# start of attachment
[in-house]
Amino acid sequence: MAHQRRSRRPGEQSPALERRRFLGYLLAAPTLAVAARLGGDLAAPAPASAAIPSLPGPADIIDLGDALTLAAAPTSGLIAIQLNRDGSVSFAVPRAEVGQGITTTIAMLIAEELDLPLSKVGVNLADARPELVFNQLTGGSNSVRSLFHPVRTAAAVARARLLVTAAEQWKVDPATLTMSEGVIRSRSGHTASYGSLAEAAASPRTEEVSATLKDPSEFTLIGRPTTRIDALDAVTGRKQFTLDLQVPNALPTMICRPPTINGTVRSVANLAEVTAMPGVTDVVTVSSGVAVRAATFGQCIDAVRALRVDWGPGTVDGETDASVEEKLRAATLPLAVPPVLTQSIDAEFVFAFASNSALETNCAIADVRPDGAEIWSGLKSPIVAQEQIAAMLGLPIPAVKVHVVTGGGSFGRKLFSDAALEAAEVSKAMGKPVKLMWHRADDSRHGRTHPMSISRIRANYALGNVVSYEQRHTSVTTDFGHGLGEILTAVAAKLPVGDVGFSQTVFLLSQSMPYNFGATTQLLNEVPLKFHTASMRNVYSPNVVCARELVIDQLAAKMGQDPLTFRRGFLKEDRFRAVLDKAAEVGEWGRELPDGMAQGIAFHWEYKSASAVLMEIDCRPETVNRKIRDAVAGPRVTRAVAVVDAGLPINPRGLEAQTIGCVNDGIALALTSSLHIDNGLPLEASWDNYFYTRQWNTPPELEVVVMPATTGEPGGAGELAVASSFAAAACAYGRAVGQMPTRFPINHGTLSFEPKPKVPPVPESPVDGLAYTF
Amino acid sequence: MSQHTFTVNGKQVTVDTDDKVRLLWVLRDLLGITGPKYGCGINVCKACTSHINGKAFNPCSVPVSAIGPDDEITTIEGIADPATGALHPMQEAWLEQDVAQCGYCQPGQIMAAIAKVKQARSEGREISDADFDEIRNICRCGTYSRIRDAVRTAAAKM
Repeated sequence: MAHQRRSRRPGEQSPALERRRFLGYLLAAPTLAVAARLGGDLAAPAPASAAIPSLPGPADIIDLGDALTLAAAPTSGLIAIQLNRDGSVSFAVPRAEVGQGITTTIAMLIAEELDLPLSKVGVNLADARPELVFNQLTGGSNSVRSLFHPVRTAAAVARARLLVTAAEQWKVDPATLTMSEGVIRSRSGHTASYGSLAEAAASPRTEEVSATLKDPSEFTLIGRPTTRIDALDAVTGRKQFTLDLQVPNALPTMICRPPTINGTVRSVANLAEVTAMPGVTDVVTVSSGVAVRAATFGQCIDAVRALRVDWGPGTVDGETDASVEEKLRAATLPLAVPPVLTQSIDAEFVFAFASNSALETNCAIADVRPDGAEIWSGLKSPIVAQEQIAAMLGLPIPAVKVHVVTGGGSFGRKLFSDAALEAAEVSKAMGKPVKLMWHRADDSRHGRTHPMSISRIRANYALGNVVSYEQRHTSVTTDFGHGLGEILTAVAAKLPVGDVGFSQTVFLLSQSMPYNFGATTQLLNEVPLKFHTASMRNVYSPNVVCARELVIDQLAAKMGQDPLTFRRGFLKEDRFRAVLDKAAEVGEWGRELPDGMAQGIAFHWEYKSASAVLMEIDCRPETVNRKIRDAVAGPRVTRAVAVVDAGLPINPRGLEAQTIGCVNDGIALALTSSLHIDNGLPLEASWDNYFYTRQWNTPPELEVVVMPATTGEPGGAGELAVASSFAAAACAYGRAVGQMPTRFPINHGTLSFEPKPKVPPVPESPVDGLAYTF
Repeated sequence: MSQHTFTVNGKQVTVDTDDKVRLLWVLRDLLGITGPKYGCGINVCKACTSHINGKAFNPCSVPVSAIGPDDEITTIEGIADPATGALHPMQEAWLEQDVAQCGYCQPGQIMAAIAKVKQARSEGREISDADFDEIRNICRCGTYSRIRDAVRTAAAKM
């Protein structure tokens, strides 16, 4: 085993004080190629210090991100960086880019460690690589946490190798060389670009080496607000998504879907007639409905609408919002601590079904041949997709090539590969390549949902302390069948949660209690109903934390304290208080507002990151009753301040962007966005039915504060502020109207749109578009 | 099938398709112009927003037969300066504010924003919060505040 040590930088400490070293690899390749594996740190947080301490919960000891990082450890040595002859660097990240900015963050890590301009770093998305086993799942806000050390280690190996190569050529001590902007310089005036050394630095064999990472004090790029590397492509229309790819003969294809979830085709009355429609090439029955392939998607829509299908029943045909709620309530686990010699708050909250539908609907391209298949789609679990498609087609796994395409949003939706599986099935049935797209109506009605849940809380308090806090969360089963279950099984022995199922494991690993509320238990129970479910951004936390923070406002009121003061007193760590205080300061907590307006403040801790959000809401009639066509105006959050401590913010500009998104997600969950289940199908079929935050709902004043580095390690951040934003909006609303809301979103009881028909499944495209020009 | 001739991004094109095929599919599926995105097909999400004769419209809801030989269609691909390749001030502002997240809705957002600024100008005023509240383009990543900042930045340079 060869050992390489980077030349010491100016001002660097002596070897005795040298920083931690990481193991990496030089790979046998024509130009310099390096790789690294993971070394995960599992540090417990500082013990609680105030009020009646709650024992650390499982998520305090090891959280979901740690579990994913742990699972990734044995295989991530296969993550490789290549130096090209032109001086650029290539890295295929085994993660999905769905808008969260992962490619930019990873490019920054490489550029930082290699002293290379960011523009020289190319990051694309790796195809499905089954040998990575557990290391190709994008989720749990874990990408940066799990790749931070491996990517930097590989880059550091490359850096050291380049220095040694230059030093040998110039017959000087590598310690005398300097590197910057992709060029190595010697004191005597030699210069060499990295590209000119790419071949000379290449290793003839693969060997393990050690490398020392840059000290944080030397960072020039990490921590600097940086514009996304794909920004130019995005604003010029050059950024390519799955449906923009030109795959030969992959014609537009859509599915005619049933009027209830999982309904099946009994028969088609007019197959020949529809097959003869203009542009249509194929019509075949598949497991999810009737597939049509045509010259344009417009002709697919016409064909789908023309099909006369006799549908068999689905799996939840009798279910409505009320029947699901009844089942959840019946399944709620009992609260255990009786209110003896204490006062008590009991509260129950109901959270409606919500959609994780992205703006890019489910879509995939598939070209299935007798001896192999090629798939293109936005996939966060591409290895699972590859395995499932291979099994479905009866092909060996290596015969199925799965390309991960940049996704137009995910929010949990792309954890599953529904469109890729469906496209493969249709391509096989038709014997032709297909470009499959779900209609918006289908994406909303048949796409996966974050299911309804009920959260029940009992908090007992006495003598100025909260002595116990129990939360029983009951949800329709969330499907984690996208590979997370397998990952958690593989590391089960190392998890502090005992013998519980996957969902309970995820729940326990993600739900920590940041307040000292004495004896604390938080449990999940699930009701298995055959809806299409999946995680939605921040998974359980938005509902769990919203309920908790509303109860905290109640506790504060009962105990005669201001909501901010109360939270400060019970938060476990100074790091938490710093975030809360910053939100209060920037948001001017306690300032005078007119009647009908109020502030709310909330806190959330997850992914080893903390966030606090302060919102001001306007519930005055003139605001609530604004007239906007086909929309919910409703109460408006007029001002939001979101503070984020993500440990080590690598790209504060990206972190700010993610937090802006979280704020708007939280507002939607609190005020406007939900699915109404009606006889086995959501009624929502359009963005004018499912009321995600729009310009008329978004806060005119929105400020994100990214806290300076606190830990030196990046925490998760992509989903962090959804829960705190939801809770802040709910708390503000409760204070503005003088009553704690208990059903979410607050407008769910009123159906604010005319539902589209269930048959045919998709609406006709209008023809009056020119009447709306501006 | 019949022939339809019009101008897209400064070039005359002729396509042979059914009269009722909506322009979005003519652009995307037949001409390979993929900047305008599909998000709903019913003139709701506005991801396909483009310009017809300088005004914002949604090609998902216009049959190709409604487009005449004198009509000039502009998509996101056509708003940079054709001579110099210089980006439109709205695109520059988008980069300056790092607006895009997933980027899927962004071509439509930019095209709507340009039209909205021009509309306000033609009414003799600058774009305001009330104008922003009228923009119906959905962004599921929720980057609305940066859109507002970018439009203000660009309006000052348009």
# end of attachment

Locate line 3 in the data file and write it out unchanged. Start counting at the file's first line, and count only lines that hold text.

Amino acid sequence: MSQHTFTVNGKQVTVDTDDKVRLLWVLRDLLGITGPKYGCGINVCKACTSHINGKAFNPCSVPVSAIGPDDEITTIEGIADPATGALHPMQEAWLEQDVAQCGYCQPGQIMAAIAKVKQARSEGREISDADFDEIRNICRCGTYSRIRDAVRTAAAKM